“Do you know what this is?” says Ito Kish with a mischievous tone in his voice. I couldn’t quite put a name to it but I knew I had seen it before. “It’s the Metropolitan Theater!” he exclaimed excitedly. That’s it! Yes that stunning old derelict building that I often passed whenever I had to go somewhere in old Manila. You can see it quite clearly – the geometric shapes iconic of the art deco era embodied in these handcrafted vases.
During an interview for the Philippine Star, Ito personally toured me around his showroom ending with the very first preview of his latest design – the Arellano Vase. He at first didn’t want me to talk about it but later that day I received an email with this stunning photo saying that he changed his mind and in case I wanted to write about it. Lucky for TheGypsetters.Net, this is the first time it has ever been showcased since it’s unveiling in Maison et Objets Asia just this week and will only be released to the Philippine market in this October’s edition of Manila Fame.
“Art Deco influenced angles, sunburst patterns and linear design,” points out Kish. “These vases of Philippine handmade fine bone china personify the era and the Manila Metropolitan Theater, Juan M. Arellano’s masterpiece.” This vase is an homage to the stunning pre-war architectural heritage Manila was once known for. The Manila Metropolitan Theater was inaugurated in 1931, at the height of the Art Deco era when during the Common Law period Manila was a vibrant, cosmopolitan Asian capital.
“The Philippines needed a modern cultural center for operas, concerts, and plays, and he planned to achieve a monumental one through its dimensions, elevations, and splendid decorations, and through its harmonious liens it would symbolize an organ or a cathedral.” Explains Arellano about his design during one his interviews in January 1930. The interiors had many collaborations with artists such as Italian sculptor Francesco Ricardo Monti, Isabelo Tampingco and national artist Fernando Amorsolo who painted two stunning murals entitled “The Dance” and “The History of Music.” Sadly the bulding has been left to ruin and is in such a poor state that it is too dangerous to even enter.
As a seasoned Gypsetter, I always find the historic appeal of other cities so enthralling. I love old buildings and even more so the integration of the past and present. This is something we see in the region notably Singapore and Hanoi and of course I’m not even going to mention the countless beautiful cities in Europe. I find it sad that while most of us appreciate it as tourists abroad we can’t seem to muster up the support to preserve our own heritage spaces. I think it’s wonderful that the effort is coming from the private sector with places like Blackbird in the old Nielsen Tower, Eric Paras’ A11, the newly opened The Henry Hotel and the recently renovated Juan Luna Place in Binondo. There is some hope however, as Manila City Hall is negotiating to buy back the theater from its current owner GSIS so that they may restore it. They are hoping to convert one of its wings still in use by GSIS offices for students in the performing arts.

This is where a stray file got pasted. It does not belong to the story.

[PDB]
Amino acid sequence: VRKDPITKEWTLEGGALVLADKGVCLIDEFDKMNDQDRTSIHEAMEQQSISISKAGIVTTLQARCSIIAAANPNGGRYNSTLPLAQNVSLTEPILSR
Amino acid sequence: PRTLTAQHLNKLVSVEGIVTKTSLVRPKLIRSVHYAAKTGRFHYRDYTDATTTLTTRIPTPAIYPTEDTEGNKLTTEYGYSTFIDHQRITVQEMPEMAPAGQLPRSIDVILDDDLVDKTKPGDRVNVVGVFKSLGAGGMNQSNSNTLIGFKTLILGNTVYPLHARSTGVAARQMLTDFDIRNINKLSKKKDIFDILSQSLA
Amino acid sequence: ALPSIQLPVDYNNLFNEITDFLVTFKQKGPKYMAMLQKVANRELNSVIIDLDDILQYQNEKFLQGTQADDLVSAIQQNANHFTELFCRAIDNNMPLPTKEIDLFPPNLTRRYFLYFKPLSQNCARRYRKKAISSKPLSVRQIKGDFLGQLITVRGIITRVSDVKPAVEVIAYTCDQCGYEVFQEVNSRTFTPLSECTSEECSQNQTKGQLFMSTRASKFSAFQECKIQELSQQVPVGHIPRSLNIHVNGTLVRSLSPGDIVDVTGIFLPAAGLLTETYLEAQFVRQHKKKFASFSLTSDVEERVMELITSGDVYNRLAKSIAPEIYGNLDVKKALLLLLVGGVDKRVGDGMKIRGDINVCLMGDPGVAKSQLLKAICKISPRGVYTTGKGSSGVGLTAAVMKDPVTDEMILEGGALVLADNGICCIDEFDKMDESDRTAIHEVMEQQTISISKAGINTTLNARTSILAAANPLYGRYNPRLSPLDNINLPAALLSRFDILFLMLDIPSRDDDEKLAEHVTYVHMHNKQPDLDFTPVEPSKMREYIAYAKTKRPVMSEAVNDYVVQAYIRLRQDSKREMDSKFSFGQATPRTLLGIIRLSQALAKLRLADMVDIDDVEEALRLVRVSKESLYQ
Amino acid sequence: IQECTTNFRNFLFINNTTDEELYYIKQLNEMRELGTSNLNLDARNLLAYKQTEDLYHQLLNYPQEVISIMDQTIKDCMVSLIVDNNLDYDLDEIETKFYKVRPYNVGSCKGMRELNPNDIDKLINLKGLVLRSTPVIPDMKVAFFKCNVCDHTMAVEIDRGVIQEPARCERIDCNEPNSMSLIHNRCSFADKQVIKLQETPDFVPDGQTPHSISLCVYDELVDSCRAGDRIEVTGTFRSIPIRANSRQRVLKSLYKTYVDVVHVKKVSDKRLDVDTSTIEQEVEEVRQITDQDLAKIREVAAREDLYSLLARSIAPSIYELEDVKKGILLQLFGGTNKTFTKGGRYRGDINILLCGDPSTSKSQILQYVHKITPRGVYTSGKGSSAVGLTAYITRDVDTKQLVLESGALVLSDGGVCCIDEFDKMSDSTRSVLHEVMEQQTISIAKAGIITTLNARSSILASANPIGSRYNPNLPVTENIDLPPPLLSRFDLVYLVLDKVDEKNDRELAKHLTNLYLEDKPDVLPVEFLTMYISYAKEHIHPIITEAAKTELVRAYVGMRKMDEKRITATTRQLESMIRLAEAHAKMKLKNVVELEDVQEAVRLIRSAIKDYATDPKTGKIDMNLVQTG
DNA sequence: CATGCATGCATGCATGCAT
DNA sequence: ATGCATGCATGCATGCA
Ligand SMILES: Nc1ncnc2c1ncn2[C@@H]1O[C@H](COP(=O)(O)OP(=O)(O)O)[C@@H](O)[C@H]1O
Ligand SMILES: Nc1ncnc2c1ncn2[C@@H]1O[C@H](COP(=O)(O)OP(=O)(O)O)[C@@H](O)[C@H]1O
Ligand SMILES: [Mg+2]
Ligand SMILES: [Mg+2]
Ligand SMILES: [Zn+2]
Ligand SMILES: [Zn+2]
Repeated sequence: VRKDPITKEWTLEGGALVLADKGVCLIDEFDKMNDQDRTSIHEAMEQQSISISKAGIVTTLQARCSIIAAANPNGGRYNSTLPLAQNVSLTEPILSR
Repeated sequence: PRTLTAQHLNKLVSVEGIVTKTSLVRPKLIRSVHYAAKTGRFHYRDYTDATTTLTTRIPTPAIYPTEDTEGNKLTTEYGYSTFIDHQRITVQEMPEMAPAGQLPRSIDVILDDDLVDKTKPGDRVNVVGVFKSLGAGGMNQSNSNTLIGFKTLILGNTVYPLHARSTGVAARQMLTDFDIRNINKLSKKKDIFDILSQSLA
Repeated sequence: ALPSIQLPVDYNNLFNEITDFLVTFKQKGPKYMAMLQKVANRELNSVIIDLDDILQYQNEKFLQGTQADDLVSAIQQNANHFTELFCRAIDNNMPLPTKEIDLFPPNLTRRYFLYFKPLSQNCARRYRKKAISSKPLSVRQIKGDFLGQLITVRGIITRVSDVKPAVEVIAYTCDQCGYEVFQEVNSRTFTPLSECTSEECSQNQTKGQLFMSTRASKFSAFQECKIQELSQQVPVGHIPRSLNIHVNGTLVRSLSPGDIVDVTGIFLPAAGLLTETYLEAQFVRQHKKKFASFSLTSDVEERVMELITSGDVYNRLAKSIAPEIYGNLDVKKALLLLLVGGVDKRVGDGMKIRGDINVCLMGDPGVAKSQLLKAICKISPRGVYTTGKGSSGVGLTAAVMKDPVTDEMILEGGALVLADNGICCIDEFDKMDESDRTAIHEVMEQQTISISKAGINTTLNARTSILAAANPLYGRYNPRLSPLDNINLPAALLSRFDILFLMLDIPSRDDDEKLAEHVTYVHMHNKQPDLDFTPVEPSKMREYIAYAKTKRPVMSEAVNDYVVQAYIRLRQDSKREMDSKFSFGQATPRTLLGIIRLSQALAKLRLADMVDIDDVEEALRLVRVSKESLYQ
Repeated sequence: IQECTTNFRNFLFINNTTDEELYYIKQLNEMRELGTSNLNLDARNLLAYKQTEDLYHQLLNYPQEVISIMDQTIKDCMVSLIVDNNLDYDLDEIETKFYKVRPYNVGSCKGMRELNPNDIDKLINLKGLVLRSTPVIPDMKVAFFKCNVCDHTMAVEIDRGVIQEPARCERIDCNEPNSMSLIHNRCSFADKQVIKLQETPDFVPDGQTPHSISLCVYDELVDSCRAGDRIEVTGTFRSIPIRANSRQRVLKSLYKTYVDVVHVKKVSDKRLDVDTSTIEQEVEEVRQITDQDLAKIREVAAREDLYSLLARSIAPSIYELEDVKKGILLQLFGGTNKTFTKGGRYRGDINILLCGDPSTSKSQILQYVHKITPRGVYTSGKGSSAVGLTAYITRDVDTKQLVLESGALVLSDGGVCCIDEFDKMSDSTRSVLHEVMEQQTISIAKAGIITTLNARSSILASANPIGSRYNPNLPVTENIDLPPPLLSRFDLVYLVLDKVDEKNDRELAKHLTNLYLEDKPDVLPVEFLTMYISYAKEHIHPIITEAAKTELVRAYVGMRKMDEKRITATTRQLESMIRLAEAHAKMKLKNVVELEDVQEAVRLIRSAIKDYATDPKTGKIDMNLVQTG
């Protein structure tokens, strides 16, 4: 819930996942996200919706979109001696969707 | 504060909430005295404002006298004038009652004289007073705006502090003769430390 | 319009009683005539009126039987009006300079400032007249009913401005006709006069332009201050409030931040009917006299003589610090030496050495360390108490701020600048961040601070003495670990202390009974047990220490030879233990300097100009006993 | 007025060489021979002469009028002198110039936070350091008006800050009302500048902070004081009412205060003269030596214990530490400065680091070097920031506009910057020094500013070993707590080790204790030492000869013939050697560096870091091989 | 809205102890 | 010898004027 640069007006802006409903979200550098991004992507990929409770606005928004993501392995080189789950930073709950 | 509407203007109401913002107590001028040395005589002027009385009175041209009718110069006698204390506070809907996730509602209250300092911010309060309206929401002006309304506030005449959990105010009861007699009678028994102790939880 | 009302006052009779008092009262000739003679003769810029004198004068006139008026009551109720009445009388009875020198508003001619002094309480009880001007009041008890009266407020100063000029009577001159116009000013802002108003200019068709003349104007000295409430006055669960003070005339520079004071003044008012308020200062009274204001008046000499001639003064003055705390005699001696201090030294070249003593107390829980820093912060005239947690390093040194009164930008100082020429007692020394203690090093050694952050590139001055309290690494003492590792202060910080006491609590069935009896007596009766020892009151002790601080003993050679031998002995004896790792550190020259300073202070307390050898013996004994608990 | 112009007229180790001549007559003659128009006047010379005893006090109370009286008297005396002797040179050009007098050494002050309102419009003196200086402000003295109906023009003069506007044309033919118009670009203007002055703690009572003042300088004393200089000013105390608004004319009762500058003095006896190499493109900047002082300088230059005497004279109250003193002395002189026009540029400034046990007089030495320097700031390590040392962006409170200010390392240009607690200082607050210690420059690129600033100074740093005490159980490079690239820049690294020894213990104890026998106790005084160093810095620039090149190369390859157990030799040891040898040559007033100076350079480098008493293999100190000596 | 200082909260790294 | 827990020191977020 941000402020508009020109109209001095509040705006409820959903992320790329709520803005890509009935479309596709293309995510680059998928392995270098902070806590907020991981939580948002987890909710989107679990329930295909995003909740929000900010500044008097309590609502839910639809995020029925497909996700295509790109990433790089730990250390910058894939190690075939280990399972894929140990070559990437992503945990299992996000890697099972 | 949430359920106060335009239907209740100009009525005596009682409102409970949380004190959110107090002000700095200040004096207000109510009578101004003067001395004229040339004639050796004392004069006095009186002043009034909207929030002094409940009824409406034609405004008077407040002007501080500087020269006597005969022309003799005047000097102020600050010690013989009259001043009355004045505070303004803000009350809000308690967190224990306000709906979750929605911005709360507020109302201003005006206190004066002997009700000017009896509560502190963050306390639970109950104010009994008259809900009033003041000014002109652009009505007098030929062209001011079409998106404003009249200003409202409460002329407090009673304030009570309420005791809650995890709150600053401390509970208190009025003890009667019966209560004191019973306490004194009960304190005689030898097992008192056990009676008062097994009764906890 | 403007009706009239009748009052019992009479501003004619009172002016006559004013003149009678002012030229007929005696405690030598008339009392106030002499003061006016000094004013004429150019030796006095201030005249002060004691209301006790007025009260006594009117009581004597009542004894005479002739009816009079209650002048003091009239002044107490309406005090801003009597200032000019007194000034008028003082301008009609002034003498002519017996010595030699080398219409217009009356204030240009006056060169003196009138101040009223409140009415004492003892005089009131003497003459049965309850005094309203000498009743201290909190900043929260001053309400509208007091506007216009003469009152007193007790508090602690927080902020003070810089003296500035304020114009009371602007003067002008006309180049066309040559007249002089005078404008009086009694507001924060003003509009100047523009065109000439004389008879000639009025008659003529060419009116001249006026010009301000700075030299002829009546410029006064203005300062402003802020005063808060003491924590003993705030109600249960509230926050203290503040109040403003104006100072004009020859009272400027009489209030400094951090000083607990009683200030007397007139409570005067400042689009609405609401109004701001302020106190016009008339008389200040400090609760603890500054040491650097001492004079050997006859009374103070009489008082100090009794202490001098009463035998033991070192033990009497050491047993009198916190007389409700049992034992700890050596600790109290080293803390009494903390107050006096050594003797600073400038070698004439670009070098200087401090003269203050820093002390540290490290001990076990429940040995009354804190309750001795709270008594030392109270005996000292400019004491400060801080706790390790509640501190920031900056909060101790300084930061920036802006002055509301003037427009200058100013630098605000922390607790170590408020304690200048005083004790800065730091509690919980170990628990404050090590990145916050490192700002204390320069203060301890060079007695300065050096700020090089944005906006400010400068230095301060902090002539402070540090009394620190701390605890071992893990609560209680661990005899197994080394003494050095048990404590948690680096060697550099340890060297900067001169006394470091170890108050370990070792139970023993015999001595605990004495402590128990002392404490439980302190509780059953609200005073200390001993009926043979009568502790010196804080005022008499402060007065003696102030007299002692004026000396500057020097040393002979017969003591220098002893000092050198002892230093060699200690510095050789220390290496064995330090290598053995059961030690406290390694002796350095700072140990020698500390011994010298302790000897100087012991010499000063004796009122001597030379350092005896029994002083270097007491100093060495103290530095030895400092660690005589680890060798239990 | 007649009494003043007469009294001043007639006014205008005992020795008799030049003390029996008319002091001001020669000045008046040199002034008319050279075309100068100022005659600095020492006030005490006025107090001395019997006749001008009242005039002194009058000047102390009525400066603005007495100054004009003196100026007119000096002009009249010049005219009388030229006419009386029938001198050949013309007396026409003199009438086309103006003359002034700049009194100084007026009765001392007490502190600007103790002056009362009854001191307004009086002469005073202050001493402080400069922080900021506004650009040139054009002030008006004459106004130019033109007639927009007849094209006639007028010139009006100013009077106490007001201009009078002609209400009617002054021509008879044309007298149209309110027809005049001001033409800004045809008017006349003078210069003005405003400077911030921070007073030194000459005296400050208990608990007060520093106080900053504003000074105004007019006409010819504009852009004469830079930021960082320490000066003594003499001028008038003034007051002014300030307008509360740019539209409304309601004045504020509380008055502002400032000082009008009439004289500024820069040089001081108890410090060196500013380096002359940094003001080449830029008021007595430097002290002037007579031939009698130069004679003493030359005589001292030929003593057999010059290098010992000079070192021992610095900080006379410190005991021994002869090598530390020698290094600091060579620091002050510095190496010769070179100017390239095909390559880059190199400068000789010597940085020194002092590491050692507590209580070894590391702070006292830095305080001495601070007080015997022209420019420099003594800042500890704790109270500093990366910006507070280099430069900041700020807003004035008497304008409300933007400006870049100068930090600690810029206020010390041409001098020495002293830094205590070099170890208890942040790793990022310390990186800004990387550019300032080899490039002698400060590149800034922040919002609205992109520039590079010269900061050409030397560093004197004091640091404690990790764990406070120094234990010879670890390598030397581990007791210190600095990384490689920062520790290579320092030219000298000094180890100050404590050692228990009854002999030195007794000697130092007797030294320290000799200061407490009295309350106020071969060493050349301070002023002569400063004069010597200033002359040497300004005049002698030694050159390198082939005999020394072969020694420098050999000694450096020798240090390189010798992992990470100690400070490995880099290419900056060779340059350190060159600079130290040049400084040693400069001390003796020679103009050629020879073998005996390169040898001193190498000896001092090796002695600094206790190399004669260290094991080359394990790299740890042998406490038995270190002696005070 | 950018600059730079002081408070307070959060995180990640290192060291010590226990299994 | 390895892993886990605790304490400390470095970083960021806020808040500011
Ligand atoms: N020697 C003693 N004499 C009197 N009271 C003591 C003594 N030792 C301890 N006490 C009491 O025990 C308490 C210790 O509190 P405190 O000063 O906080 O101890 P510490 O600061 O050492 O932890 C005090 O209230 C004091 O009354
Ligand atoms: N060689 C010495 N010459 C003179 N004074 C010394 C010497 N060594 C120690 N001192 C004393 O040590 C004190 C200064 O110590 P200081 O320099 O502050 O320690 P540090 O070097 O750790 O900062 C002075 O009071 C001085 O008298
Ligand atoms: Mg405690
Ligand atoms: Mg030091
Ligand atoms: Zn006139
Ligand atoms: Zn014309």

I can’t wait for the day when I can walk into the Metropolitan Theater after a massive overhaul to see it resurrected in all its glory for a beautiful gala performance… But for now I will settle for a symbol of hope and homage in the form of this iconic Arellano vase.
Love and Light, Stephanie
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We are two friends who were former magazine editors. Having moved onto other things, we both realized that the creative flow the publishing world used to offer us was missing from our lives. Armed with a common love of travel to the exotic and familiar, a penchant for the bohemian, an obsession with food and a lust for writing, we decided to collaborate our unique and fashionable journeys through life together in one passion project.
We are The Gypsetters.